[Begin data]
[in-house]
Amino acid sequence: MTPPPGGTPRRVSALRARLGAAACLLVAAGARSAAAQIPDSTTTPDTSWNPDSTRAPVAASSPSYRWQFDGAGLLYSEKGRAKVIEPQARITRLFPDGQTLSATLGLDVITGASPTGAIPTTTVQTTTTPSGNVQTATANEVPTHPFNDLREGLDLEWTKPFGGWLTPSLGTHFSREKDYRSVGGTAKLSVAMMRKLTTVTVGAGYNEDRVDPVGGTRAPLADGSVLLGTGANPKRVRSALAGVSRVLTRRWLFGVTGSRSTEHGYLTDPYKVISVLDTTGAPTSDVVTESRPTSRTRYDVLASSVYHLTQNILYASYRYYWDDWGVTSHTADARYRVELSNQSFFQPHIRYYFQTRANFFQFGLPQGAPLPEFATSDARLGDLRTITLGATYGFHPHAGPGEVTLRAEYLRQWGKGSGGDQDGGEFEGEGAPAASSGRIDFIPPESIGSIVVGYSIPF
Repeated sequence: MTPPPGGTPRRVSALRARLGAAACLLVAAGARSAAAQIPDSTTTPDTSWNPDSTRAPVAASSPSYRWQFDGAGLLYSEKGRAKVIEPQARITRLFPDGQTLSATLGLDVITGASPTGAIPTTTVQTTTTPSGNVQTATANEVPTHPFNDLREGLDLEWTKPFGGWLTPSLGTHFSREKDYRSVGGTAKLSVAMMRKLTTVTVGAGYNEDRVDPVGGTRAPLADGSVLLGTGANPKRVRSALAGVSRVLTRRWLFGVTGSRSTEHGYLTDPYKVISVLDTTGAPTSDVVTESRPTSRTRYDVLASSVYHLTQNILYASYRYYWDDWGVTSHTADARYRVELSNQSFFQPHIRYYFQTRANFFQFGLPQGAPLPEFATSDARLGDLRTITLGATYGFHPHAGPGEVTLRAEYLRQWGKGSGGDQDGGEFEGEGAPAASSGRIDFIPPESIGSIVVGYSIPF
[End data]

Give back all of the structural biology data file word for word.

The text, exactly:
[in-house]
Amino acid sequence: MTPPPGGTPRRVSALRARLGAAACLLVAAGARSAAAQIPDSTTTPDTSWNPDSTRAPVAASSPSYRWQFDGAGLLYSEKGRAKVIEPQARITRLFPDGQTLSATLGLDVITGASPTGAIPTTTVQTTTTPSGNVQTATANEVPTHPFNDLREGLDLEWTKPFGGWLTPSLGTHFSREKDYRSVGGTAKLSVAMMRKLTTVTVGAGYNEDRVDPVGGTRAPLADGSVLLGTGANPKRVRSALAGVSRVLTRRWLFGVTGSRSTEHGYLTDPYKVISVLDTTGAPTSDVVTESRPTSRTRYDVLASSVYHLTQNILYASYRYYWDDWGVTSHTADARYRVELSNQSFFQPHIRYYFQTRANFFQFGLPQGAPLPEFATSDARLGDLRTITLGATYGFHPHAGPGEVTLRAEYLRQWGKGSGGDQDGGEFEGEGAPAASSGRIDFIPPESIGSIVVGYSIPF
Repeated sequence: MTPPPGGTPRRVSALRARLGAAACLLVAAGARSAAAQIPDSTTTPDTSWNPDSTRAPVAASSPSYRWQFDGAGLLYSEKGRAKVIEPQARITRLFPDGQTLSATLGLDVITGASPTGAIPTTTVQTTTTPSGNVQTATANEVPTHPFNDLREGLDLEWTKPFGGWLTPSLGTHFSREKDYRSVGGTAKLSVAMMRKLTTVTVGAGYNEDRVDPVGGTRAPLADGSVLLGTGANPKRVRSALAGVSRVLTRRWLFGVTGSRSTEHGYLTDPYKVISVLDTTGAPTSDVVTESRPTSRTRYDVLASSVYHLTQNILYASYRYYWDDWGVTSHTADARYRVELSNQSFFQPHIRYYFQTRANFFQFGLPQGAPLPEFATSDARLGDLRTITLGATYGFHPHAGPGEVTLRAEYLRQWGKGSGGDQDGGEFEGEGAPAASSGRIDFIPPESIGSIVVGYSIPF